“My solve for X is still ongoing. Impressing the video game industry? Some level of fame? Some credit as an artist? I don’t exactly know.”

      I made the first game so I could teach my daughter about the slave trade. The others I made as design exercises. That’s it. There is your X. Then, people heard about them. I am not trying to impress anyone. In fact – and Ian can tell you this – I was more surprised than anyone by the game’s reception. Compared to my other games, I don’t think Train is going to out-achieve the games in the Wizardry or Jagged Alliance series, and I would be greatly surprised if it does.

      Again, I just made some games for the challenge of doing so and to teach my kid what school failed to. I don’t know if it is these games that brought me on your radar, but I had a long and award-winning career before I ever made them.

      As for bringing the games places, Ian is welcome to do so. My fall – changing jobs and moving across the country – was the most stressful time I’ve experienced in my life. There was no time to do anything optional. Also, bear in mind that I didn’t make the games for design validation. I made them as design exercises. I don’t feel a need to drive them everywhere to be validated, though I am happy to bring them places if people desire (and my work allows).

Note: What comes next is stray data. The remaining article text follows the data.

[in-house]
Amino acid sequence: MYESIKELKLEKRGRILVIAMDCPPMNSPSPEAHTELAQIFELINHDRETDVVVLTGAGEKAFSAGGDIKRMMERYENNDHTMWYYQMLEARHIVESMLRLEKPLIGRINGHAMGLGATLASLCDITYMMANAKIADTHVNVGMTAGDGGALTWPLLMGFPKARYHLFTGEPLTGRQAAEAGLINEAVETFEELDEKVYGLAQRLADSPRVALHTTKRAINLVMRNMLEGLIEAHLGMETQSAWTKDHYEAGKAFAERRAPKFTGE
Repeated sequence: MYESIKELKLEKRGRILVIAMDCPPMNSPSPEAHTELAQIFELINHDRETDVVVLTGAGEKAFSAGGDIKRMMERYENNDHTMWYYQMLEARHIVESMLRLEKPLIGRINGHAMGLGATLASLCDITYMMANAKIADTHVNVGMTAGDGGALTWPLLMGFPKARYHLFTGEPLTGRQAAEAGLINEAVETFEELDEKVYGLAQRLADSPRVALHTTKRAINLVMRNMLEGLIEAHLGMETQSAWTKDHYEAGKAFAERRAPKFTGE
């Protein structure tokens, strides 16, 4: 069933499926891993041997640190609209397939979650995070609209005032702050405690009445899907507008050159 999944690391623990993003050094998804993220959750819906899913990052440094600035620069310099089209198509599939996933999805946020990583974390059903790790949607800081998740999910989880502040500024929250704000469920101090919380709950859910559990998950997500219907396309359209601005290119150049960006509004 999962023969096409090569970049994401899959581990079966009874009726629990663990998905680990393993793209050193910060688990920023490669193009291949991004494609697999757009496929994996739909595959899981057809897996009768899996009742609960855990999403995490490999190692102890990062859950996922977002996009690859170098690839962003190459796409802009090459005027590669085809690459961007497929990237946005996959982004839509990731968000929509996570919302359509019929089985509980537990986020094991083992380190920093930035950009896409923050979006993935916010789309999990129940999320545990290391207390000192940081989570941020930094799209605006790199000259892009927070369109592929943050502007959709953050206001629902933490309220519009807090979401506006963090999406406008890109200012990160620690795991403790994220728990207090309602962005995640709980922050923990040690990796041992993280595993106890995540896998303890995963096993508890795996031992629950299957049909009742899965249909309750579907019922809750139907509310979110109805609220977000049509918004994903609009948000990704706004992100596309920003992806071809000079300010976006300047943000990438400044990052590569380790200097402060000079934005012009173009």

• January 16, 2010 6:53 am

      I’ve been subscribed to the comments on this post, so I’ve been following this discussion.

      My apologizes if I’m off the mark here Willi B, as this isn’t meant to be provocative, but I’m guessing that a lot of the frustration here is that Train, a game that very few people have actually played, gets more press than even the most successful and innovative games coming from traditional board game designers.

      I won’t say that irritation is not justified, just bear in mind that directing it at Train may by shooting at the wrong target. It does seem quite unlikely that Brenda, a nearly 30 year veteran of the video game industry, feels the need to posture and hide Train for validation. It’s not her fault a large chunk of video gamers have little or no knowledge of designer board games; most likely it’s just an issue of accessibility, but that’s a discussion in itself.

      I can’t really see any conclusion here other than that she is being entirely forthright about her reasons and responses to your criticism.

    • January 16, 2010 1:17 pm

      I have a couple of deep issues with your statement here, to be honest.